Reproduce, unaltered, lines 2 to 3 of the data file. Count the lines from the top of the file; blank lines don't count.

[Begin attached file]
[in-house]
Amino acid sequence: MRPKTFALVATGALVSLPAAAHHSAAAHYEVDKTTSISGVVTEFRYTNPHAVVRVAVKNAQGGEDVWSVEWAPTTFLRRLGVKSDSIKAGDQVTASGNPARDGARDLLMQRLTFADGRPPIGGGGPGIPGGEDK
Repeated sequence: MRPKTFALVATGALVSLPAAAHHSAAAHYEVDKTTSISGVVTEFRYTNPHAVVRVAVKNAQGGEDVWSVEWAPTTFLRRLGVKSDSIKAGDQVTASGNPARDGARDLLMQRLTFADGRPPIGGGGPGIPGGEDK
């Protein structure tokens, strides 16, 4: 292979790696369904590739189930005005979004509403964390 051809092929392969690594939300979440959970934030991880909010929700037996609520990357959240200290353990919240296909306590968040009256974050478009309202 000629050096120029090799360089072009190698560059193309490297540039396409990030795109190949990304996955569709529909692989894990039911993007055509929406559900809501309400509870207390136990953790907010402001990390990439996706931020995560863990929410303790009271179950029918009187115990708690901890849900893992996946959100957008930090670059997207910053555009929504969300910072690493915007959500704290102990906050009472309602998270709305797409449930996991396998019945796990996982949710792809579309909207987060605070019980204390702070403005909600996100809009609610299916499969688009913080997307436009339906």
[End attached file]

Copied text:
Amino acid sequence: MRPKTFALVATGALVSLPAAAHHSAAAHYEVDKTTSISGVVTEFRYTNPHAVVRVAVKNAQGGEDVWSVEWAPTTFLRRLGVKSDSIKAGDQVTASGNPARDGARDLLMQRLTFADGRPPIGGGGPGIPGGEDK
Repeated sequence: MRPKTFALVATGALVSLPAAAHHSAAAHYEVDKTTSISGVVTEFRYTNPHAVVRVAVKNAQGGEDVWSVEWAPTTFLRRLGVKSDSIKAGDQVTASGNPARDGARDLLMQRLTFADGRPPIGGGGPGIPGGEDK